The latest release of the Linux Mint distribution offers up a clean, user-friendly desktop environment with a good assortment of applications to meet the needs of most any typical user. Linux Mint 6 is based on Ubuntu 8.10 with a number of additional utilities added for extra polish. Setup and configuration is painless and takes less than 15 minutes on most any computer manufactured in the last few years.
There's a well-organized wiki with links to help you get started and a good set of documentation. One really helpful page on the wiki is the HOWTO page with links to things like partitioning a hard drive, dual booting with XP, creating a Live USB and more. While the main distribution is based on the GNOME desktop, they do have a KDE-based download available as well.
Installing additional software happens through the MintInstall program. This looks a lot like other Linux software managers with a few twists. One neat feature is the thumbnail image of the application along with a detailed description. There's also a list of reviewers and their ratings for the package, an overall average rating along with a list of views from the repository.
MintBackup will make a copy of everything in your home directory and save to an archive file. It gives you the option of excluding files or folders along with explicitly including hidden files such as your "dot" files like .config, .local, .openoffice.org2, etc. MintUpload is another extra tool providing a way to upload files to a public server to share. The latest release makes it possible to define additional FTP servers as a destination for uploading files.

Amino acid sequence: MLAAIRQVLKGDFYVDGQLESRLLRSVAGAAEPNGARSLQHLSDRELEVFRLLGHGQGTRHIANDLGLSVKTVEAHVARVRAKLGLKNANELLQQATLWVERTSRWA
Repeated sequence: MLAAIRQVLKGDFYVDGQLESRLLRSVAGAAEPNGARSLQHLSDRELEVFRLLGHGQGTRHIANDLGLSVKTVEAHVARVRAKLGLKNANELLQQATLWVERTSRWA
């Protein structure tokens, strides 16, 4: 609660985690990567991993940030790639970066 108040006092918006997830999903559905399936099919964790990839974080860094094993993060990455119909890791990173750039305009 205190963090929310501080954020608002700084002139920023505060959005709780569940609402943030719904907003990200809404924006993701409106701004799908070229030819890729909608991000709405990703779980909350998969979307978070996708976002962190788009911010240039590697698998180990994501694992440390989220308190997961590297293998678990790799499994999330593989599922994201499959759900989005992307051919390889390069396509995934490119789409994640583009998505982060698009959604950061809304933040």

MintMenu lets you configure your program launcher with shortcuts to your favorite applications. All you have to do is right click with the mouse on an application from the main menu and click on "Show in my favorites". You can also drag and drop an application icon on the "Favorites" button in the top right-hand corner of the menu to accomplish the same thing.
MintUpdate uses the same basic mechanism as a standard Ubuntu distribution with software repositories and a daemon process that periodically checks for updates. You'll notice a padlock icon in the system tray that will flash when updates are available. A small green check mark on the bottom of the padlock icon indicates that everything is up to date. MintUpdate uses a rating system with 5 levels to indicate if the packages have been tested and where they originated. Level 1 indicates a package has been tested and is certified by the Linux Mint maintainers while level 5 would be given to a package with known problems and would be dangerous to install.
On the security front there's MintNanny to provide domain blocking. You'll have to enter the domains by hand, so it's cumbersome at best. Although the network firewall is disabled by default you'll find that Gufw comes preinstalled and makes it easy to configure. There's a HOWTO link on the wiki pointing to a document on another site describing how to secure a Debian-based Linux laptop that's worth the read.